If and when we get a 2020 season, it will serve as the proverbial crucial third year of Darnold’s term as franchise quarterback, one that either extends the thrower’s stay in his locale (Jared Goff, Derek Carr, Matthew Stafford) or ends it entirely (Trent Edwards, Christian Ponder, Daunte Culpepper). Darnold probably has a little more time on his hands, considering he’s working with an all-new offense. But if he can make a leap in the third year, inclusion on the Top 100 should be no problem. It more than likely won’t be like Jackson’s dramatic ascension (going from unranked to No. 1 in the span of a year), but if he’s able to move past No. 87 Josh Allen, that’d likely be satisfying enough for a good portion of the Jets’ fanbase.

S Marcus Maye

It’ll be a big year for a 2017 Jets draftee, a member of the secondary, an SEC alum, and someone who will likely be looking for a long-term contract.

But Jamal Adams is gone. The New York secondary now belongs to Marcus Maye.

Maye is now one of the leaders of the Jets’ defense, especially a safety group that will be relying more on former Seattle reserve Bradley McDougald and third-round pick Ashtyn Davis. Maye had a solid season coming back from injury, and now has a big opportunity in a contract year to make something happen in New York. Entering his fourth season, Maye is surprisingly one of the Jets with East Rutherford/Florham Park tenure now.  If he can impress in an expanded role…well, let’s just say an appearance in the Top 100 would come in very handy when it comes to contract talks in New York or elsewhere. Maye’s rise could similar to Top 100 newcomer Budda Baker (No. 97) who has taken on a larger role in Arizona over the past two seasons since the departure of Tyrann Mathieu.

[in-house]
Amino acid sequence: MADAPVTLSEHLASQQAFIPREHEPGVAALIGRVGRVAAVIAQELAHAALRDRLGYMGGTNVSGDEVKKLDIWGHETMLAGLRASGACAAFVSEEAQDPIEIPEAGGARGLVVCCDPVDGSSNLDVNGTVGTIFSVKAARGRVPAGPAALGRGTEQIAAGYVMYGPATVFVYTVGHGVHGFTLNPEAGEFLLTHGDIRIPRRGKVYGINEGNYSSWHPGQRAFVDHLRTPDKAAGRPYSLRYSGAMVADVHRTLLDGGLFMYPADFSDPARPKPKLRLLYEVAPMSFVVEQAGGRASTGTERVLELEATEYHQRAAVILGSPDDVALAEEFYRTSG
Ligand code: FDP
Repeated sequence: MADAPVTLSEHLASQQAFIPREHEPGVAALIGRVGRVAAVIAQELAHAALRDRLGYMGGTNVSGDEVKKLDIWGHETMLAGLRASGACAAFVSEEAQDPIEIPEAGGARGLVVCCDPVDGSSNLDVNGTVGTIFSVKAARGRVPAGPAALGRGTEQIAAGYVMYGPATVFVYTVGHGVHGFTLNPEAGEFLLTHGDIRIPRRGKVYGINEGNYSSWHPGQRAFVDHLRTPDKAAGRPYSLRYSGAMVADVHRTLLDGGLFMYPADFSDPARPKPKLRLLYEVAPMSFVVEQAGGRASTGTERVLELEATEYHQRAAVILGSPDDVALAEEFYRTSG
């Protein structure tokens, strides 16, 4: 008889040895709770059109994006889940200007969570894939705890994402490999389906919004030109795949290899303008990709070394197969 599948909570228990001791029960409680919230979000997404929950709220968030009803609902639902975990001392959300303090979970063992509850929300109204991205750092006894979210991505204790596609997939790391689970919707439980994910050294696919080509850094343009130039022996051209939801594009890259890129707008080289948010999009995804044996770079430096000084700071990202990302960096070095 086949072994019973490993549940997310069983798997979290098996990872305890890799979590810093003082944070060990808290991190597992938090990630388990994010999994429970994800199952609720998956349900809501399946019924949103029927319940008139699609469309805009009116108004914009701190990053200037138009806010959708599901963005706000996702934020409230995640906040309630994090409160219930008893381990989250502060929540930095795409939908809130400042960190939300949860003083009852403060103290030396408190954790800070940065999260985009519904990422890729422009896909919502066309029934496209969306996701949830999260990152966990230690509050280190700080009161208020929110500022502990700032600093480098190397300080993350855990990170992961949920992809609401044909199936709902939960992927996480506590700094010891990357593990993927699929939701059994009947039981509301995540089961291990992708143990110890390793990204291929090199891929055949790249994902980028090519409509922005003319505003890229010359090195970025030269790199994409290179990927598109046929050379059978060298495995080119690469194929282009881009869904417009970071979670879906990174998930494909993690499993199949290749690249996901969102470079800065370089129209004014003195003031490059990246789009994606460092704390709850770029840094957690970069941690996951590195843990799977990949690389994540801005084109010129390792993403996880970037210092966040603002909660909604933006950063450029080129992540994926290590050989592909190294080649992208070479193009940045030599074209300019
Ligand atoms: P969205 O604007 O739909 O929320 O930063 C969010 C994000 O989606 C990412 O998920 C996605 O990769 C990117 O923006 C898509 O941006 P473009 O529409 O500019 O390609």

LB C.J. Mosley

If the program was called the “Top 100 Players of Last Week 1’s First Three Quarters”, Mosley might’ve topped the list. Through 45 minutes of action against the Buffalo Bills, Mosley had tallied six tackles, two pass breakups, a fumble recovery, and an interception returned for a touchdown. He served as the main catalyst behind the Jets’ 16-3 lead. Alas, Mosley’s injury the first domino to fall in the chain of events that was the Jets’ disastrous fall. With the exception of a one-game cameo in October, Mosley missed the remainder of the 2019 season, thus unable to move up the rankings after exploits in Baltimore placed him at No. 71.

As a leader in the defense, Mosley has high hopes for the upcoming campaign, which should be scary for AFC East newcomers like Cam Newton and Tua Tagovailoa. He expressed a desire to “(put) the pedal on the gas as quick as possible” during an offseason episode of the Locked on Jets Podcast.